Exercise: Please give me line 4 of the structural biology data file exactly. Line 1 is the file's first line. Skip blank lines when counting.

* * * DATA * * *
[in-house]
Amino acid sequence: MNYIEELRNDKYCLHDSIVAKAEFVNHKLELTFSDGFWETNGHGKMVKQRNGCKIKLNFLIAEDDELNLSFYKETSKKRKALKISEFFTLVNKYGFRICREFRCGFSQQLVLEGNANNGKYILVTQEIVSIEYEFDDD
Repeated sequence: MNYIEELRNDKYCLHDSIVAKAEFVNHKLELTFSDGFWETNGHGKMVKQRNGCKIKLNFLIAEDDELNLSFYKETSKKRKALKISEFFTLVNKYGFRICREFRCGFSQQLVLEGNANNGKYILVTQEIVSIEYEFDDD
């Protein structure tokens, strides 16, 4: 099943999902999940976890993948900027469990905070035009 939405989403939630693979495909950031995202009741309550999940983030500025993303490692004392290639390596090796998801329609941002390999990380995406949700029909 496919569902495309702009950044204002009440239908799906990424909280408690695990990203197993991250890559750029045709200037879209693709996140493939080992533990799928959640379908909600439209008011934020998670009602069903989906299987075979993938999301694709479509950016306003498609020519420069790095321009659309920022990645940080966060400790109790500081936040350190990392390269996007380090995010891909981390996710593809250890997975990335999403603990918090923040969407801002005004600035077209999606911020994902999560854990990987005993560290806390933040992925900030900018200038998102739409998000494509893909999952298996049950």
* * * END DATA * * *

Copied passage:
């Protein structure tokens, strides 16, 4: 099943999902999940976890993948900027469990905070035009 939405989403939630693979495909950031995202009741309550999940983030500025993303490692004392290639390596090796998801329609941002390999990380995406949700029909 496919569902495309702009950044204002009440239908799906990424909280408690695990990203197993991250890559750029045709200037879209693709996140493939080992533990799928959640379908909600439209008011934020998670009602069903989906299987075979993938999301694709479509950016306003498609020519420069790095321009659309920022990645940080966060400790109790500081936040350190990392390269996007380090995010891909981390996710593809250890997975990335999403603990918090923040969407801002005004600035077209999606911020994902999560854990990987005993560290806390933040992925900030900018200038998102739409998000494509893909999952298996049950």